Better margins & happier clients in 2016

December 29, 2015

client demands

Nearly every attorney can recall at least one extremely demanding client: the one who changes deadlines; calls at 11 p.m. with a question that can’t wait; who nit-picks every bill or who tries constantly to get free legal advice outside their official matter.

And, it’s clear that today’s clients want more from their attorney overall, and without paying more.  Since the 2008 economic downturn, 68 percent of lawyers say that clients are demanding more for less, according to a 2014 report by Altman Weil, a legal consulting firm (see an infographic). In an American Bar Association survey, 80 percent of attorneys said that non-hourly billing has become a trend.

Two reasons explain why this is happening.  One is that the legal profession is crowded, especially in the small firm space, where nearly 43% of law school graduates now go if they choose private practice.  The supply of attorneys per capita has more than doubled: from one attorney for every 533 U.S. residents in 1975 to one attorney for every 244 people in 2015. Moreover, online legal services are competing with flesh-and-blood attorneys for legal services such as wills and incorporations; LegalZoom had two million online customers by 2012. In short, it’s a buyers’ market.

S024007_120x600The second reason is technology, which has made clients expect more frequent communication in their business relationships along with their personal lives. 91% of Americans now own cell phones and 85% are online. The Millennial generation has an increasing percentage of the workforce, with high standards of tech expertise and communication that they expect their attorneys to meet.

On top of that, more than 80% of cell phone owners also use them to send texts. Many attorneys give clients their cell phone numbers; as a result, attorneys now receive calls, texts and emails when they are “off the clock,” and clients often don’t want to wait until regular business hours for a response.  According to one survey, 41% of consumers expect a company to respond to an email within six hours. And a text conveys even more urgency.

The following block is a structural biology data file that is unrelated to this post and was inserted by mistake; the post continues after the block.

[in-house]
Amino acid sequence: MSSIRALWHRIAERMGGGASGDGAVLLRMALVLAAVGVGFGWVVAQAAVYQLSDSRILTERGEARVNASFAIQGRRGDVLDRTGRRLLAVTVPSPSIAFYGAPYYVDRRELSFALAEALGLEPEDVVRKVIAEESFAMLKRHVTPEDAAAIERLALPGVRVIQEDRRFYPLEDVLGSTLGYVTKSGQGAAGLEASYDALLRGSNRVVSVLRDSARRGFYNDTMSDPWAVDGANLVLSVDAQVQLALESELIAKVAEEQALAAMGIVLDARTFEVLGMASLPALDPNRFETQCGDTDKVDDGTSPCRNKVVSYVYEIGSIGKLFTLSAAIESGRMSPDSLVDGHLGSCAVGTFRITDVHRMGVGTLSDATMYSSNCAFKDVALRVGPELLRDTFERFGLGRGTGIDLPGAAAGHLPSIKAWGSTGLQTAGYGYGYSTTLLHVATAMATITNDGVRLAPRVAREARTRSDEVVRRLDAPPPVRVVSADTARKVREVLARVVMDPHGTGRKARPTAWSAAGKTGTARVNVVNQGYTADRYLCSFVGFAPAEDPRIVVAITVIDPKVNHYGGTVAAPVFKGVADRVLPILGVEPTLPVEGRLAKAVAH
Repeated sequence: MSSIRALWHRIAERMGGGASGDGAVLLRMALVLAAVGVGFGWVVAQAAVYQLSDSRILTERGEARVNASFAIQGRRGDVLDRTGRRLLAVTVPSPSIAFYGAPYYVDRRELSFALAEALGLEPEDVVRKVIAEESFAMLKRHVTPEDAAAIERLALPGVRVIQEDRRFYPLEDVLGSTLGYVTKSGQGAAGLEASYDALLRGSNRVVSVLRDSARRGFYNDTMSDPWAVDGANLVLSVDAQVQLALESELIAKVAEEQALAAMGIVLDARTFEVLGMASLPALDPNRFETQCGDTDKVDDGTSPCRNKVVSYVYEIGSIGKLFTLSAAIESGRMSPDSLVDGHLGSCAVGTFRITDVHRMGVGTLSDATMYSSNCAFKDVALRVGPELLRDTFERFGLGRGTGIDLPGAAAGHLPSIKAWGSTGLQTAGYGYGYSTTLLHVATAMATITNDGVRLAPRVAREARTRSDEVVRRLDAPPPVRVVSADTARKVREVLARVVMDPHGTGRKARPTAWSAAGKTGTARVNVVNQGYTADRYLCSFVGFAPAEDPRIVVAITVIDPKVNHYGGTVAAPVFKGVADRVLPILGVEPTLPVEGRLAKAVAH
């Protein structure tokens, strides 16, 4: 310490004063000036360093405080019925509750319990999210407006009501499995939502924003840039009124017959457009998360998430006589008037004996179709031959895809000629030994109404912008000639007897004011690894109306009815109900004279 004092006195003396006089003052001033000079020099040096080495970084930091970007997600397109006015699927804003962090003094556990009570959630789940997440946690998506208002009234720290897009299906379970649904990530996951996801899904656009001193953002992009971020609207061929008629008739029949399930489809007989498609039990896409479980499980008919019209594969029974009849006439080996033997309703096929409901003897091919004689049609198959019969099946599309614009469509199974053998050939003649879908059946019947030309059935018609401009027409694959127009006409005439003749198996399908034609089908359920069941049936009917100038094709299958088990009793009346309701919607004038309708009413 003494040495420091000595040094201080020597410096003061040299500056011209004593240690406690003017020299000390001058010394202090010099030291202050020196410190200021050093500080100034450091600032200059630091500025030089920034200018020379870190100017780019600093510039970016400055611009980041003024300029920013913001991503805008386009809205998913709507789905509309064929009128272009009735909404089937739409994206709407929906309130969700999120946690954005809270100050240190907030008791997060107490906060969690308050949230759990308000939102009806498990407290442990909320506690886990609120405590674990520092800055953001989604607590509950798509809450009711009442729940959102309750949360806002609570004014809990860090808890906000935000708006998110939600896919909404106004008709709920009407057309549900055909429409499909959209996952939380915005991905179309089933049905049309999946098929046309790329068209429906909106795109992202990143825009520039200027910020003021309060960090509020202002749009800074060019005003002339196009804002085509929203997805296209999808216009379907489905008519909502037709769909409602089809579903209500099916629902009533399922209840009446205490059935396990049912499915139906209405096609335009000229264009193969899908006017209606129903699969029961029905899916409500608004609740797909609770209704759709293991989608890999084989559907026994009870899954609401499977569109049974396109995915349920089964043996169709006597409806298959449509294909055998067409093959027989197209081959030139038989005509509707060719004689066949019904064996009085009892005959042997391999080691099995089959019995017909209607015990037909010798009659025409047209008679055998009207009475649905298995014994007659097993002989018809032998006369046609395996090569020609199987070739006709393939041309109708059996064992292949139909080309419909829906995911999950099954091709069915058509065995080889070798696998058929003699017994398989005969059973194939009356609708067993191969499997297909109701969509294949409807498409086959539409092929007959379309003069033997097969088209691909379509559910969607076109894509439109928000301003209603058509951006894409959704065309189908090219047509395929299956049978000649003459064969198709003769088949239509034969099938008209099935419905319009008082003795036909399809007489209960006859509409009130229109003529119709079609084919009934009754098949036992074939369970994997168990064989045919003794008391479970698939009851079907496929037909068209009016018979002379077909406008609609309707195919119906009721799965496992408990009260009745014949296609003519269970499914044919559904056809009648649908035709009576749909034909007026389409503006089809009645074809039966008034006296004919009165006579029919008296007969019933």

Between a crowded legal marketplace, pressure on fees and clients’ need to be more connected, attorneys must find a way to demonstrate their value to clients in a way that’s both efficient and personal.  These low-tech and high-tech strategies can help you manage client expectations, then meet them. Some ideas:

  • Agree on expectations early. Be sure both you and your client agree on the critical deadlines for a matter. This will give you not only a roadmap for completing your work, but also some protection if the client wants to change the deadline.  This is the time to discuss billing as well.  Agree not only on your fee, but also how often you will bill and what the fee includes and doesn’t include.
  • Work efficiently and accurately. Consider technology that helps you do more in less time — such as online legal research tools, specifically designed for attorneys, that help you deliver the most accurate answers with the most up-to-date information.
  • Consider a client portal. Linked to practice management software, this allows you to share documents and other information selectively and securely online with clients. The portal gives clients access to a shared folder of information, including documents, critical status updates, research findings and other things.  Encourage the client to check the portal frequently; this will reduce the need for them to contact you personally.
  • Know what you don’t know. A client may occasionally want information that is outside your realm of expertise.  This can put you in the position of being wrong or referring the client to another practice.  Online knowledge tools, curated by attorneys, can give you enough information about other areas of the law to answer their questions and decide whether to refer them elsewhere.

Click here for technology solutions that help you meet today’s client needs.